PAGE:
I have no idea if Adams himself believed in the snow myth, but even if he didn't, he helped perpetuate it. The average reader tunes out the fact that it's only fiction, and humorous fiction at that, and tends to assume that the joke is starting with a reality-based premise. An urban legend is still alive and well if it's being used in a joke, because there will always be people who take it at face value.

  7. Michael Ashley said,

    August 12, 2010 @ 8:51 pm

    Wow, an urban legend. I really believed 200 words for snow plausible.

  8. Xmun said,

    August 12, 2010 @ 9:18 pm

    Why didn't Douglas Adams include the snows of yesteryear? Indeed, où sont les neiges d'antan?

  9. Ben Hemmens said,

    August 13, 2010 @ 1:22 am

    I doubt if there's much of an echo on the Tundra.

  10. Jayarava said,

    August 13, 2010 @ 3:56 am

    The English have 200 words for rain…

  11. Mcur said,

    August 13, 2010 @ 4:02 am

    I took a Linguistics 101 paper last semester that had "Inuit words for snow" as an example in the printed lecture notes. I would have laughed, but it was too sad.

  12. richard howland-bolton said,

    August 13, 2010 @ 7:43 am

    This reminds me of a story I just saw on the Beeb site:


    "The death of the woman, Boa Senior, was highly significant because one of the world's oldest languages, Bo, had come to an end, Professor Anvita Abbi said."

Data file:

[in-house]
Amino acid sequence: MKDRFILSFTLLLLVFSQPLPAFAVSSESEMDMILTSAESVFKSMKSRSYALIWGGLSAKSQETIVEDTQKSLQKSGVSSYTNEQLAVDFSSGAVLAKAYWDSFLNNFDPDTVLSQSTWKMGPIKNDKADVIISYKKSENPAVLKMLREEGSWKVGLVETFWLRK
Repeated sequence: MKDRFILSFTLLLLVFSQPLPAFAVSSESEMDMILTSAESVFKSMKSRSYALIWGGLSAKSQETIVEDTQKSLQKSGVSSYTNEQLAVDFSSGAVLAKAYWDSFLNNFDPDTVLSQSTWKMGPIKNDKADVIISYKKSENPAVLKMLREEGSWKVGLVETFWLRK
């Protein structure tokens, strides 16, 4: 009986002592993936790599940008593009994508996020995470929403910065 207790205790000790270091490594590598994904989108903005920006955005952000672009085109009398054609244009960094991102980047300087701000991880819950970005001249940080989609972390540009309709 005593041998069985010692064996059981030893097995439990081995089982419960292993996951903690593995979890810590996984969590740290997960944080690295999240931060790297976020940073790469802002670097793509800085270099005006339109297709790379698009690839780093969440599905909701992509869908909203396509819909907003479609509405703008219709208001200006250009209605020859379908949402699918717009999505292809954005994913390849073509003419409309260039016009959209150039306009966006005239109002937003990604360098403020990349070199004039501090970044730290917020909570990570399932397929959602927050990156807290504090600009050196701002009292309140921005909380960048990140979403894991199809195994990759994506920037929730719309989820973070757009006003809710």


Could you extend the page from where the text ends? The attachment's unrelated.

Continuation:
I've always had difficulty with the sort of statements about language like that one and the 'fossil' claim in the Grauniad. Do they think that the languages didn't change since whenever?

  13. aqilluqqaaq said,

    August 13, 2010 @ 8:41 am

    “Arguably the concept is the same in both languages.”

    The rhetorical abuse of the terms ‘same’ and ‘concept’ on the part of debunkers strikes me as far more egregious than any abuse of the Eskimo lexicon on the part of those being debunked. The latter merely mistake the facts; the former misconceive them.

  14. SeanH said,

    August 13, 2010 @ 9:03 am

    Richard, that seems to be a fair summary of what Prof. Abbi said:

    "It is generally believed that all Andamanese languages might be the last representatives of those languages which go back to pre-Neolithic times," Professor Abbi said.

    It looks like your dispute might be with Professor Abbi rather than with the BBC.

  15. Peter Howard said,

    August 13, 2010 @ 9:11 am

    I've always had difficulty with the sort of statements about language like that one and the 'fossil' claim in the Grauniad. Do they think that the languages didn't change since whenever?

    I don't have a difficulty with this.

    a) Every language has one natural form, and any deviation from this is an abberation, right? Lots of people believe this.

    b) Inuit people and those who live on Indian islands are closer to nature than the rest of us, who have lost touch with natural wisdom.

    c) Therefore, such people will not allow their language to be corrupted and it will remain pure and unsullied.


    (I perhaps should make it clear that I am well aware that both the premises and logic of the foregoing are completely barmy. I'm only suggesting that it would be possible to draw a conclusion like this if you didn't think too hard about it.)

  16. Kylopod said,